Los Angeles Times owner Tronc, which is based in Chicago, is expected to make an announcement that it is selling the newspaper, say people close to the situation, in a move that comes as a surprise that likely means an end to one of the long troubled relationships it has had with the leading news outlet in Southern California.
Patrick Soon-Shiong is buying the paper. He is a major shareholder in Tronc the parent company that now owns the paper and a physician in the Los Angeles area. Soon-Shiong is the CEO and billionaire founder of NantHealth, which is in Culver City, California. He is expected to also buy the San Diego Union-Tribune, which is the sister newspaper of the LA Times.
The last few months have become quite chaotic at the newspaper as rapid turnover in the top ranks has taken place as has a big clash between journalists and management over a proposal for more non-staffers to contribute more content.
Ever since Tribune Co, the predecessor to Tronc, acquired the Times 18 years ago, the paper and parent company have had an ongoing feud about the management of the paper and its direction. As printed newspapers decline during the digital age, the company ordered several cutbacks, prompting many complaints that the Tribune was ruining one of the most accomplished journalist institutions in the nation.
The future of the paper became clouded since bankruptcy was filed by Tribune Co. in 2008. Though the company emerged in 2012 from bankruptcy, the Times has shrunk. News staff at the paper has been cut to only 400 from a peak of over 1,300 during the latter part of the 1990s.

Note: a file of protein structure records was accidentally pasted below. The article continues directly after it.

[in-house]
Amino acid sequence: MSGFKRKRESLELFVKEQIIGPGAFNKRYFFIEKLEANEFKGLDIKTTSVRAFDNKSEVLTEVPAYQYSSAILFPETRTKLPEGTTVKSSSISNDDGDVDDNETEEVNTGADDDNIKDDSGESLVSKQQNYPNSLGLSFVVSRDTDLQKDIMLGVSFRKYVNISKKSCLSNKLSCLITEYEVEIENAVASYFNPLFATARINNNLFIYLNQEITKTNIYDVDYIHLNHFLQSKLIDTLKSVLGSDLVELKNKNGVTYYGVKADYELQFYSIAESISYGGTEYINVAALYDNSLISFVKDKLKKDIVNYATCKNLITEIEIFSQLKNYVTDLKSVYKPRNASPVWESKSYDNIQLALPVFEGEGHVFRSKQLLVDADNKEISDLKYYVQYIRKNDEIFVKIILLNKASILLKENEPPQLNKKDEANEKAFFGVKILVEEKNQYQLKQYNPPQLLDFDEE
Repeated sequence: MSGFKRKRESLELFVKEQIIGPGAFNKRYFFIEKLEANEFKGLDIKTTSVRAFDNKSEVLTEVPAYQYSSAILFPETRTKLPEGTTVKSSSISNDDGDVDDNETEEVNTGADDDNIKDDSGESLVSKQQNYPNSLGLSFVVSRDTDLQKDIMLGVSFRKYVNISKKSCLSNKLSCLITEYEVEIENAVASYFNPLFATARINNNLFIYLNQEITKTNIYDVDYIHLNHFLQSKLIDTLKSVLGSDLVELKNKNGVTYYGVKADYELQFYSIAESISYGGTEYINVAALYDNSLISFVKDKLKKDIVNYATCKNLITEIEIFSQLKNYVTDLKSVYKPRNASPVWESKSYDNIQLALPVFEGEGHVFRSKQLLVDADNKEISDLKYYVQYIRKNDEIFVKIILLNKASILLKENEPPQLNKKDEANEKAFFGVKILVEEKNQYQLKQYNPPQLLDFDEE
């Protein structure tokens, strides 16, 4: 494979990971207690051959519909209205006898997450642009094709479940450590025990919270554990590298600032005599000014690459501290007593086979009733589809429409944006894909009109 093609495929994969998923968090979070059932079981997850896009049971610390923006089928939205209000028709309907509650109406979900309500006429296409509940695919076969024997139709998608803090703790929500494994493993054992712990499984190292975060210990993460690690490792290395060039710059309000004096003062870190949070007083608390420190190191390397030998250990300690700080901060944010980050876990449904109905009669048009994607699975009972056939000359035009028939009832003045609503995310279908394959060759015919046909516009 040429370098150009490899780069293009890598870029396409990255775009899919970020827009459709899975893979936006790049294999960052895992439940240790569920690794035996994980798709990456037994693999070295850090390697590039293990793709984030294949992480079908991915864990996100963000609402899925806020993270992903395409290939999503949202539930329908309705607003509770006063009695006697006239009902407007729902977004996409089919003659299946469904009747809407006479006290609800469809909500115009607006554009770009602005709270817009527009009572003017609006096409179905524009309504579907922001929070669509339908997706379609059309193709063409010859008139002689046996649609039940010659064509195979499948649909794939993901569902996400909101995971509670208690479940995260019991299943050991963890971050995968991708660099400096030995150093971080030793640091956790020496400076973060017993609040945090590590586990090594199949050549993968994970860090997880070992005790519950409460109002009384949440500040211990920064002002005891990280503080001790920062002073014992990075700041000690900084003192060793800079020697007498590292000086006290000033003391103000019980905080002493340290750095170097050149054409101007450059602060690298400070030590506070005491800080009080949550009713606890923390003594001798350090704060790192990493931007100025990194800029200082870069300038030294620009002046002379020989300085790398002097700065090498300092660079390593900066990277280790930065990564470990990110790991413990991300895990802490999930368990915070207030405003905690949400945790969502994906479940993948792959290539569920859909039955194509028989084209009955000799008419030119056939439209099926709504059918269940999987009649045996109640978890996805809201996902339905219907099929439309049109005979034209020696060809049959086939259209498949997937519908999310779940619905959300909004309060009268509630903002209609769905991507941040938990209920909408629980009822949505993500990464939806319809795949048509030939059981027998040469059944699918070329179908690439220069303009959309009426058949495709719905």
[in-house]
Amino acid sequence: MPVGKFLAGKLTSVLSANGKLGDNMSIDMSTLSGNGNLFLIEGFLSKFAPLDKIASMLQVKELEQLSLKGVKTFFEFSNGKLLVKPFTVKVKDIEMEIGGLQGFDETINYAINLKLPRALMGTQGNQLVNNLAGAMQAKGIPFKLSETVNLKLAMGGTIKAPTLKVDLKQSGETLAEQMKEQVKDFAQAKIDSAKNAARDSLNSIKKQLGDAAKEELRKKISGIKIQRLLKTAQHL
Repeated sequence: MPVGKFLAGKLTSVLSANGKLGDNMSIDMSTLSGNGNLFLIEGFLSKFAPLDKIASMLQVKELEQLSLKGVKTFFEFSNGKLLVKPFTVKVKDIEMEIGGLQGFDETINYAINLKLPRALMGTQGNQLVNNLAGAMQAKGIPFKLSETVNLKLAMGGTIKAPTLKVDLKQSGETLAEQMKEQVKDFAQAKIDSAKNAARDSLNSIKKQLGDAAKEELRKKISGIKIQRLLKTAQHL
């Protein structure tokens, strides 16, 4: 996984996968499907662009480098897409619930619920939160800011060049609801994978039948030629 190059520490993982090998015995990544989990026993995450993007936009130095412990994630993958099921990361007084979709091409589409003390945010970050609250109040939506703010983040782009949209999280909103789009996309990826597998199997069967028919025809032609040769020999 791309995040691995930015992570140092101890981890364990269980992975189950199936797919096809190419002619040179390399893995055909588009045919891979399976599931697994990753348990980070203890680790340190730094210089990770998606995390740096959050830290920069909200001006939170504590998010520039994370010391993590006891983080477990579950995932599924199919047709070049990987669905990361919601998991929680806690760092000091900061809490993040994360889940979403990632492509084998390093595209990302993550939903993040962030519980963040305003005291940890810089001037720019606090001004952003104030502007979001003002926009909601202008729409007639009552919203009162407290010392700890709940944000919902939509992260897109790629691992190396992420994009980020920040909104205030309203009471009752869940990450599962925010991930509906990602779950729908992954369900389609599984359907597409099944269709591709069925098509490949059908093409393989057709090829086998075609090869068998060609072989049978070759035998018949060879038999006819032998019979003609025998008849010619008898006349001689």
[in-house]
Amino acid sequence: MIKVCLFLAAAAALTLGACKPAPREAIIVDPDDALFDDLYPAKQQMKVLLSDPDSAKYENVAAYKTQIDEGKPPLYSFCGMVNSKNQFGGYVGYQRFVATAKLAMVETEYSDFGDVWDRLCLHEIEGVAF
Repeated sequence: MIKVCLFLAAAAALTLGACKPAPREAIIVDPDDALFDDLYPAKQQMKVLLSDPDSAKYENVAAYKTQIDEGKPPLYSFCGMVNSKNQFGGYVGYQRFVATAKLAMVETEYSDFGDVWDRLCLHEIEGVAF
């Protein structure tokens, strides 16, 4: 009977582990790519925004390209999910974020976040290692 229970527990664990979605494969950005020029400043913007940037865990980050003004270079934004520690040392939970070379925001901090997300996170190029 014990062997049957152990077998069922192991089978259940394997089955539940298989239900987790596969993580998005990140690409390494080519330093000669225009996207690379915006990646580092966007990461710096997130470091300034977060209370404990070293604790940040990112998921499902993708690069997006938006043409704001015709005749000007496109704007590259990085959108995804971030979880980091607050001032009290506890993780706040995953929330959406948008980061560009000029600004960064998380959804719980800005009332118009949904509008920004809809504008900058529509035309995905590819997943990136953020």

Journalists at the paper voted last month to unionize. Their biggest concern at the moment is the nascent plans of the company to establish a network of contributors that are non-staff to produce content outside the paper’s main newsroom. Some fear it would create a “scab” operation that is designed to undermine their union.
Tronc, which is short for Tribune Online Content, is also the owner of the Chicago Tribune, New York Daily News, and Baltimore Sun, amongst other papers. Michael W. Ferro is the controlling shareholder. However, Soon-Shiong has contested the control of Ferro. The physician has challenged Ferro on many issues including the spending by Ferro on travel in a private jet and other perks.
Soon-Shiong, who is 64, is estimated to be worth $9 billion. He made his fortune by beginning and then selling biotech businesses and operating several interlocking enterprises. He is a trained surgeon, with no newspaper background expect for being a Tronc investor. Amongst other investments he has, is a small share of the Los Angeles Lakers.